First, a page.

Complement is an ancient danger-sensing system that contributes to host defense, immune surveillance and homeostasis. C5a and its G protein–coupled receptor mediate many of the proinflammatory properties of complement. Despite the key role of C5a in allergic asthma, autoimmune arthritis, sepsis and cancer, knowledge about its regulation is limited. Here we demonstrate that IgG1 immune complexes (ICs), the inhibitory IgG receptor Fc?RIIB and the C-type lectin–like receptor dectin-1 suppress C5a receptor (C5aR) functions. IgG1 ICs promote the association of Fc?RIIB with dectin-1, resulting in phosphorylation of Src homology 2 domain–containing inositol phosphatase (SHIP) downstream of Fc?RIIB and spleen tyrosine kinase downstream of dectin-1. This pathway blocks C5aR-mediated ERK1/2 phosphorylation, C5a effector functions in vitro and C5a-dependent inflammatory responses in vivo, including peritonitis and skin blisters in experimental epidermolysis bullosa acquisita. Notably, high galactosylation of IgG N-glycans is crucial for this inhibitory property of IgG1 ICs, as it promotes the association between Fc?RIIB and dectin-1. Thus, galactosylated IgG1 and Fc?RIIB exert anti-inflammatory properties beyond their impact on activating Fc?Rs.
CLECSF8 is a poorly characterized member of the "Dectin-2 cluster" of C-type lectin receptors and was originally thought to be expressed exclusively by macrophages. We show here that CLECSF8 is primarily expressed by peripheral blood neutrophils and monocytes and weakly by several subsets of peripheral blood dendritic cells. However, expression of this receptor is lost upon in vitro differentiation of monocytes into dendritic cells or macrophages. Like the other members of the Dectin-2 family, which require association of their transmembrane domains with signaling adaptors for surface expression, CLECSF8 is retained intracellularly when expressed in non-myeloid cells. However, we demonstrate that CLECSF8 does not associate with any known signaling adaptor molecule, including DAP10, DAP12, or the FcR? chain, and we found that the C-type lectin domain of CLECSF8 was responsible for its intracellular retention. Although CLECSF8 does not contain a signaling motif in its cytoplasmic domain, we show that this receptor is capable of inducing signaling via Syk kinase in myeloid cells and that it can induce phagocytosis, proinflammatory cytokine production, and the respiratory burst. These data therefore indicate that CLECSF8 functions as an activation receptor on myeloid cells and associates with a novel adaptor molecule. Characterization of the CLECSF8-deficient mice and screening for ligands using oligosaccharide microarrays did not provide further insights into the physiological function of this receptor.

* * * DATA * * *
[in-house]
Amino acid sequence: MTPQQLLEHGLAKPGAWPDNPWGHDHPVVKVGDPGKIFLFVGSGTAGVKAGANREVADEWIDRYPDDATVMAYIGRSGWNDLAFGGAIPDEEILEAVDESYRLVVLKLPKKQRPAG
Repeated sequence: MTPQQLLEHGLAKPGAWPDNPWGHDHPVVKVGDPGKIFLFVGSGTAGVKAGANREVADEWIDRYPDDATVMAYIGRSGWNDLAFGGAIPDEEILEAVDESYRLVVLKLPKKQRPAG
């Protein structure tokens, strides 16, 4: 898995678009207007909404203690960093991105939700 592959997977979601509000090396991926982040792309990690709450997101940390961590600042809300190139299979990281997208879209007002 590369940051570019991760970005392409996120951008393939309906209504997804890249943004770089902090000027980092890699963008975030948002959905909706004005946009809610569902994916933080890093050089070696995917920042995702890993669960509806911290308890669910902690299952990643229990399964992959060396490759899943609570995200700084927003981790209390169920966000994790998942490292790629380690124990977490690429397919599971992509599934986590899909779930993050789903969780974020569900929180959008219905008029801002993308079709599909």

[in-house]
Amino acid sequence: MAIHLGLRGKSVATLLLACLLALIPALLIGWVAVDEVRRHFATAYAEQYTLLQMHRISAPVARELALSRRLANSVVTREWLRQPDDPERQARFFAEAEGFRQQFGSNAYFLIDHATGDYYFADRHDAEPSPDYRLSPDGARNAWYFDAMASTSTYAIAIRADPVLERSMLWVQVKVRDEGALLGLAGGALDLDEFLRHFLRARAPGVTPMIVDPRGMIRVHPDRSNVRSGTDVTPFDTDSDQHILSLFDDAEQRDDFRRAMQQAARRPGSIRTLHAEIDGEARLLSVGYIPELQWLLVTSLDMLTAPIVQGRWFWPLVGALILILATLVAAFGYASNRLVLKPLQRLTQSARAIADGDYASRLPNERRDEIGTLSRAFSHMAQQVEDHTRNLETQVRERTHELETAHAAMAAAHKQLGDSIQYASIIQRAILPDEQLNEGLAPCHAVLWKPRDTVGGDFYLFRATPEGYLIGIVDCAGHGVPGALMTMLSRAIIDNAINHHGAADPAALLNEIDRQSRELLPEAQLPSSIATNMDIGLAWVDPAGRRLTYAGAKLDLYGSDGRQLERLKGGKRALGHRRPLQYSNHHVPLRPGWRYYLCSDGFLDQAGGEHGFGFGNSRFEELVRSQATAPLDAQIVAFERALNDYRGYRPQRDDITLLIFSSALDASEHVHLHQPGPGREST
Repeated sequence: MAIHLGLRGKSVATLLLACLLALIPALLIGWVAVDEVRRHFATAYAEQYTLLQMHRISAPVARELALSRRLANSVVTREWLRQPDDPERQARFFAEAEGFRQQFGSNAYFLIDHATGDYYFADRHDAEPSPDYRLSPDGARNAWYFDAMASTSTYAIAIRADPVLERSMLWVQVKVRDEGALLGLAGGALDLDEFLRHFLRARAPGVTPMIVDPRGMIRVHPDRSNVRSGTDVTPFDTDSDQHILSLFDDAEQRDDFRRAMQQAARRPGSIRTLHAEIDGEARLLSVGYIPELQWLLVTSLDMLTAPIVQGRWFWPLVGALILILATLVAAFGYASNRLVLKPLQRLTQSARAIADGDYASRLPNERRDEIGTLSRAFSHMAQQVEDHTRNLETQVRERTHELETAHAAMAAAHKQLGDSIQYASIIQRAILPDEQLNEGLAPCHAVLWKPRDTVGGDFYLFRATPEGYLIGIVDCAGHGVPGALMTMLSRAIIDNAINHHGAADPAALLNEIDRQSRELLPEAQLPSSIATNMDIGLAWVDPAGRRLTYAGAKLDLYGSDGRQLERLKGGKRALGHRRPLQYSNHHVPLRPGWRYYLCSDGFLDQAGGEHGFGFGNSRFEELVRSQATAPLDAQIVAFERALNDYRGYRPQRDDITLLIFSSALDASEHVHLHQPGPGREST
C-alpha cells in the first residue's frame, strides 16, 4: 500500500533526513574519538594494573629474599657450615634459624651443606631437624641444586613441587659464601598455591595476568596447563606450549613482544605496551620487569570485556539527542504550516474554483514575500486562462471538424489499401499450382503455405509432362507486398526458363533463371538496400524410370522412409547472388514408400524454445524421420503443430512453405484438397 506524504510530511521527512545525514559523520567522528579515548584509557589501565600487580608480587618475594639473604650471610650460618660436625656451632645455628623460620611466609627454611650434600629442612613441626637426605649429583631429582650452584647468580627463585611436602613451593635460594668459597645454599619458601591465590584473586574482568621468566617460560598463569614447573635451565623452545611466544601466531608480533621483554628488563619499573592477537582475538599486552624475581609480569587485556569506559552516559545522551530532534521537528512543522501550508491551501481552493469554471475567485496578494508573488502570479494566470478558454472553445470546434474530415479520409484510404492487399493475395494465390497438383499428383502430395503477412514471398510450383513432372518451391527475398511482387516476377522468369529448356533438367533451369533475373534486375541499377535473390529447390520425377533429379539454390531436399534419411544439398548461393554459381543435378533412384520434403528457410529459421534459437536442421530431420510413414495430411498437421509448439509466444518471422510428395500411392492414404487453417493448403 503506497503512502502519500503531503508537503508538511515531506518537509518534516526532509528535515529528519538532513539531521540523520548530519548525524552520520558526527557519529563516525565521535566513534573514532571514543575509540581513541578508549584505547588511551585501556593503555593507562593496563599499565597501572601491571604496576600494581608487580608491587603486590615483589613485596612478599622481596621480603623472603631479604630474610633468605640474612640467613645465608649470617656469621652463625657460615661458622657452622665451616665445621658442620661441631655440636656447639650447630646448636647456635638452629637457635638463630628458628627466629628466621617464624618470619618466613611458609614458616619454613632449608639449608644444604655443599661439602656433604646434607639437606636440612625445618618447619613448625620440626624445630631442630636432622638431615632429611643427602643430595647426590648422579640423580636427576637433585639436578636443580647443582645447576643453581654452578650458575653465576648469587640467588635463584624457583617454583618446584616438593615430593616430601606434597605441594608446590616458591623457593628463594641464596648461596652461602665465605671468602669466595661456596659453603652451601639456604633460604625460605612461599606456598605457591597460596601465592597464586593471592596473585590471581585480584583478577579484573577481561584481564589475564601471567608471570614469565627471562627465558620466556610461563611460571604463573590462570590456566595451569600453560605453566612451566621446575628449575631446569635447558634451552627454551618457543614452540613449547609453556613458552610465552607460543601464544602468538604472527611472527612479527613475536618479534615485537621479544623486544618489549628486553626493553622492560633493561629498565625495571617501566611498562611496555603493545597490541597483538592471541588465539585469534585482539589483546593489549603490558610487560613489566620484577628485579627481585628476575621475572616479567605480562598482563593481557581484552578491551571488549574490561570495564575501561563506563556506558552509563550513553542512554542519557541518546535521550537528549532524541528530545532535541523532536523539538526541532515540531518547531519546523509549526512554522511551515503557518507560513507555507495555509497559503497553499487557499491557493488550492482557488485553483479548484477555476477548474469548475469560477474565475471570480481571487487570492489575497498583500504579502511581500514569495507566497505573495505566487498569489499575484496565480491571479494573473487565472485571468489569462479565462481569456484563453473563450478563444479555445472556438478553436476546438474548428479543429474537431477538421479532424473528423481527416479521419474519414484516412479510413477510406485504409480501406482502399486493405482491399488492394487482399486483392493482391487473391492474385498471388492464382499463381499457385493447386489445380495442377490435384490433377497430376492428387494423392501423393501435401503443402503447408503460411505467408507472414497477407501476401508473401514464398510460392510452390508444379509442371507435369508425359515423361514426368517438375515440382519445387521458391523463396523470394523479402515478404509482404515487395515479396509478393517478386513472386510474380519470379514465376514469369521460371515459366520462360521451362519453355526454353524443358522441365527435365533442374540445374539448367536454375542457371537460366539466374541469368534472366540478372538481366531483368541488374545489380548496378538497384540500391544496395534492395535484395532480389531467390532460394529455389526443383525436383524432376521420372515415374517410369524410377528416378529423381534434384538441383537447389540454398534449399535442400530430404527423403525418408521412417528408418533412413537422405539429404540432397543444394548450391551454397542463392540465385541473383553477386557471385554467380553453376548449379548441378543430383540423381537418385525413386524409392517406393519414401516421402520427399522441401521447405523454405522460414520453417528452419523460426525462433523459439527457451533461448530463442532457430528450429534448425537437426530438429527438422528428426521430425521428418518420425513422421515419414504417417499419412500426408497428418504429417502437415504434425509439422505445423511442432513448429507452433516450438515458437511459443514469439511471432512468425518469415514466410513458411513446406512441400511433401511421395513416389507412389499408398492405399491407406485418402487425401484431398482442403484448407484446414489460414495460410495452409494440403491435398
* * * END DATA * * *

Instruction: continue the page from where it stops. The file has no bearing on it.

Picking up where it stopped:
The innate recognition of fungi by leukocytes is mediated by pattern recognition receptors (PRR), such as Dectin-1, and is thought to occur at the cell surface triggering intracellular signalling cascades which lead to the induction of protective host responses. In the lung, this recognition is aided by surfactant which also serves to maintain the balance between inflammation and pulmonary function, although the underlying mechanisms are unknown. Here we have explored pulmonary innate recognition of a variety of fungal particles, including zymosan, Candida albicans and Aspergillus fumigatus, and demonstrate that opsonisation with surfactant components can limit inflammation by reducing host-cell fungal interactions. However, we found that this opsonisation does not contribute directly to innate fungal recognition and that this process is mediated through non-opsonic PRRs, including Dectin-1. Moreover, we found that pulmonary inflammatory responses to resting Aspergillus conidia were initiated by these PRRs in acidified phagolysosomes, following the uptake of fungal particles by leukocytes. Our data therefore provides crucial new insights into the mechanisms by which surfactant can maintain pulmonary function in the face of microbial challenge, and defines the phagolysosome as a novel intracellular compartment involved in the innate sensing of extracellular pathogens in the lung.